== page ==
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That's a good 40 loads right there, looks like heavy loads for a tandem!

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Looking good..

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What size is that body looks like 12' by 3' high,your a good 2' over the boards so 15 yards would be my  guess..

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630 tons! Good thing you have a Mack.

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Sweet..

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Nice!! It's always great to be able to put our "toys" to work. The gas was probably cheaper than renting something and it makes justifying having them easier on our significant others. I've moved lots of things with my truck for my wife's family, I think she would actually be pissed if I mentioned selling it.

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1 minute ago, mattb73lt said:

Nice!! It's always great to be able to put our "toys" to work. The gas was probably cheaper than renting something and it makes justifying having them easier on our significant others. I've moved lots of things with my truck for my wife's family, I think she would actually be pissed if I mentioned selling it.

This one is safe as we both really like it. One of these days I'll get to working on it as far as restoration, but it comes in too handy too often to take it out of service.

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Don't do anything to it except clean the aluminum wheels and straighten the bumper. Looks perfect in working clothes 

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Love that hoist setup.... Weirdest style I've ever seen!

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I thought you said it was a not so funny story!

A truck is a truck. It's the driver that makes the difference. 

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Correct me if I'm wrong but those look like 55k rear springs.

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I can't answer to the spring rating. They are heavy. The truck is full length double frame with an exterior fish plate from under the cab back. It is just shy of 19K empty. I think the rears are Eaton and they use a pull cable or linkage for the power divider. I don't have that connected but it does work as I "coat hangered" it engaged one time and chained the truck via it's pintle hook to a large oak tree to see if it would dig with both drives and it did. Truck has a five and three, (Brownie) with a 2.14:1 reduction and I think the rears are in the high 5.XX ratio. It will run right at 55mph wide open on the highway at about 2800rpm.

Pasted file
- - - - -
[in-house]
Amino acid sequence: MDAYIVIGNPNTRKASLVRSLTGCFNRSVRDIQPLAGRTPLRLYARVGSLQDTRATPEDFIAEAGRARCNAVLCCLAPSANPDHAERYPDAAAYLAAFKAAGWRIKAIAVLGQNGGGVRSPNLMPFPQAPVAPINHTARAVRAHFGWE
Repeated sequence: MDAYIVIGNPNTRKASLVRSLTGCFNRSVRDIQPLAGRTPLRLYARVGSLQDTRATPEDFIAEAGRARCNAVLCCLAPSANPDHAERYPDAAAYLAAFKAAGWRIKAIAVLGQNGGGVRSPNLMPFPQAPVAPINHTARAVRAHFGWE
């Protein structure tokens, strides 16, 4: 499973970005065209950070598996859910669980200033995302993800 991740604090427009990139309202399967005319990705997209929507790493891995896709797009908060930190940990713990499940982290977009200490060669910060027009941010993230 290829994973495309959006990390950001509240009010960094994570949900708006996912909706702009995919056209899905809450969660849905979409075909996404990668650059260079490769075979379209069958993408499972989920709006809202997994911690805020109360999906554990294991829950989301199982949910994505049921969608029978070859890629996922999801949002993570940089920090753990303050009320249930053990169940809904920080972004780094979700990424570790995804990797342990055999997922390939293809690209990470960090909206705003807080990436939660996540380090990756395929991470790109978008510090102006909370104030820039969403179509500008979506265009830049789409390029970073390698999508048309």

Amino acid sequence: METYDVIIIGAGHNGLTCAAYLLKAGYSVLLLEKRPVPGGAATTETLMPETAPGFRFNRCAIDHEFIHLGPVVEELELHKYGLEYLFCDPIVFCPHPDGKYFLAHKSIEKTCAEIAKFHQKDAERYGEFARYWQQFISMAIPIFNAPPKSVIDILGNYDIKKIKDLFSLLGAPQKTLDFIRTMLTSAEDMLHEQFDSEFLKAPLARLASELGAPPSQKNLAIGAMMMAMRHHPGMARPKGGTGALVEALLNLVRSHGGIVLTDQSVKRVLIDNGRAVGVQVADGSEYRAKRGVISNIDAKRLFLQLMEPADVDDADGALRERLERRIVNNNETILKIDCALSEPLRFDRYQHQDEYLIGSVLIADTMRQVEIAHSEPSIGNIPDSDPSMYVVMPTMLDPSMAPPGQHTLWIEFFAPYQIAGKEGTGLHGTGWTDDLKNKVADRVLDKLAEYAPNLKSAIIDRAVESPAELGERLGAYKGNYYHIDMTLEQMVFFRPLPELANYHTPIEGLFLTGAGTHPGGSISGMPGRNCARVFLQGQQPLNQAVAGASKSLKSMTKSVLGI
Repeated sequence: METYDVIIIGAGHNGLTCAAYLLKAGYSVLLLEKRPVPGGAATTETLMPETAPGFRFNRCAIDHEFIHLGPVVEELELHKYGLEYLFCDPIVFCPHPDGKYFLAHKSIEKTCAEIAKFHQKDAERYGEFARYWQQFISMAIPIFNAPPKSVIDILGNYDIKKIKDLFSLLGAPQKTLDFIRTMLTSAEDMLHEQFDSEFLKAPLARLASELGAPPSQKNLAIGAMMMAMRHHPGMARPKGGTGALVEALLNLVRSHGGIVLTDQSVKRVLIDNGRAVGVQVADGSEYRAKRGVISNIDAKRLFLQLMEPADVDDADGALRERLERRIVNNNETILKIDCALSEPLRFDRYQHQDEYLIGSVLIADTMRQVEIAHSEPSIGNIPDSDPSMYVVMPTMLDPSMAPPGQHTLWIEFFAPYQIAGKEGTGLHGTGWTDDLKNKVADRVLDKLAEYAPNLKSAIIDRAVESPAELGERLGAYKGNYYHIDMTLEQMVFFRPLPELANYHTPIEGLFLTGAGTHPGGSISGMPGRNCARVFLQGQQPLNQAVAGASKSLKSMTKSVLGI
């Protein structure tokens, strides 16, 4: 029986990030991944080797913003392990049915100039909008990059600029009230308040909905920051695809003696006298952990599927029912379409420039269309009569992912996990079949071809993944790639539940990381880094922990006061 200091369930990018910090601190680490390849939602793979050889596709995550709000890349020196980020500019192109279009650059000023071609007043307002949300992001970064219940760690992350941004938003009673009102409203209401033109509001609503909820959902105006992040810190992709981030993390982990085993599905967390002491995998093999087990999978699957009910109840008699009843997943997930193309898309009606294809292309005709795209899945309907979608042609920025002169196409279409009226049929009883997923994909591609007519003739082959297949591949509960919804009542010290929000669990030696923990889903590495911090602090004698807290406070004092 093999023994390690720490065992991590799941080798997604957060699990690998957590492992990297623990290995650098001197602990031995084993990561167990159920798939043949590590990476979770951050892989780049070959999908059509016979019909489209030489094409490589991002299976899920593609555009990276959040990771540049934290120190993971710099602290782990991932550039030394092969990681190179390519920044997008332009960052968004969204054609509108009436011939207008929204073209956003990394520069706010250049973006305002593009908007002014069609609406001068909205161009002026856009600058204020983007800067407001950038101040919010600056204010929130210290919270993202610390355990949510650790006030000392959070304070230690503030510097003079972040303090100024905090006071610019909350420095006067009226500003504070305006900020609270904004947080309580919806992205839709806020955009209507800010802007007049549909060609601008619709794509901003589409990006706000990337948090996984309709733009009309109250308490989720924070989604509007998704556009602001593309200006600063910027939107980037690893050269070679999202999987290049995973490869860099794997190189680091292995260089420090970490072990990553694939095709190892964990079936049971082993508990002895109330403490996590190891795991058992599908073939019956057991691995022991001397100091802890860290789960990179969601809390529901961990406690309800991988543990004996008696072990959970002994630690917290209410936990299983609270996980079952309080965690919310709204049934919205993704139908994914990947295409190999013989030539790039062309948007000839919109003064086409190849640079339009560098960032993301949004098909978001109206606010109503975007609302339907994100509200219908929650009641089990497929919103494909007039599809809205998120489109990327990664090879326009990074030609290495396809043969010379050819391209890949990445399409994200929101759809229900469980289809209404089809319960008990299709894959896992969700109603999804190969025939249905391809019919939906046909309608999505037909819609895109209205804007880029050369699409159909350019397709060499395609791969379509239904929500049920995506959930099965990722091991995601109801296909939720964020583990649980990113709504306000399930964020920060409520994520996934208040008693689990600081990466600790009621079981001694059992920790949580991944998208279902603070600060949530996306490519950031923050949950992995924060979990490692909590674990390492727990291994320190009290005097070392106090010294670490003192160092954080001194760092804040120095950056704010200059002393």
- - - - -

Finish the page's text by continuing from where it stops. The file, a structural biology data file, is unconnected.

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From the angle I thought it was a camelback. When the trunion tower brackets grab the outside of the frame it's an SX 55k setup, which has massive brakes and springs compared to the 44k. 

That's not a bad empty weight. In PA you can register 58k gvw on a tandem. You'd still have room for 39k, nearly 20 tons! Triaxles here run 22 ton payloads. Impressive. You save a lot of weight on that gas engine and the trans too I suspect. 

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not sure on the proper terminology for that dump assembly, but we used to call them a "rocker body"

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The gas engine is only 377 cubic inches and it's a five speed Mack TR-67 series. The Brownie is a 6231D and all are relatively small in comparison to nowadays. Rears are out of an IH truck as the hangers are stamped with the small i centered in the capital H. It was built as a single drive axle truck, sold at the Los Angeles branch new, sent up to the Portland, OR branch for installation of the Brownie and a gear swap along with the fishplate install. Still remained a single axle at this time. I don't have any records when it was changed to tandem but he truck is an A-40H indicating air brakes which it has. It was converted to tandem shortly after the Portland, OR work as the next set of records I have show a gear change, (two sets) in 1957 along with an engine rebuild. These were done at the Mack dealer in Los Angeles. Original owner passed in 1967 and truck sat for a lot of years until widow passed in 1998, and I got hold of it.

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2 hours ago, JoeH said:

When the trunion tower brackets grab the outside of the frame it's an SX 55k setup, which has massive brakes and springs compared to the 44k.

The more modern heavy Macks are like you say.  The vintage Macks such as A models and B models had external trunnion mounts and could be relatively lightweight rigs.  For example, a B-30S tandem had an external trunnion and was rated at 28,000 lbs.

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My 1964 B-61S has 44K rears and is external mounted as is my parts B-62. I believe those are 44K also.

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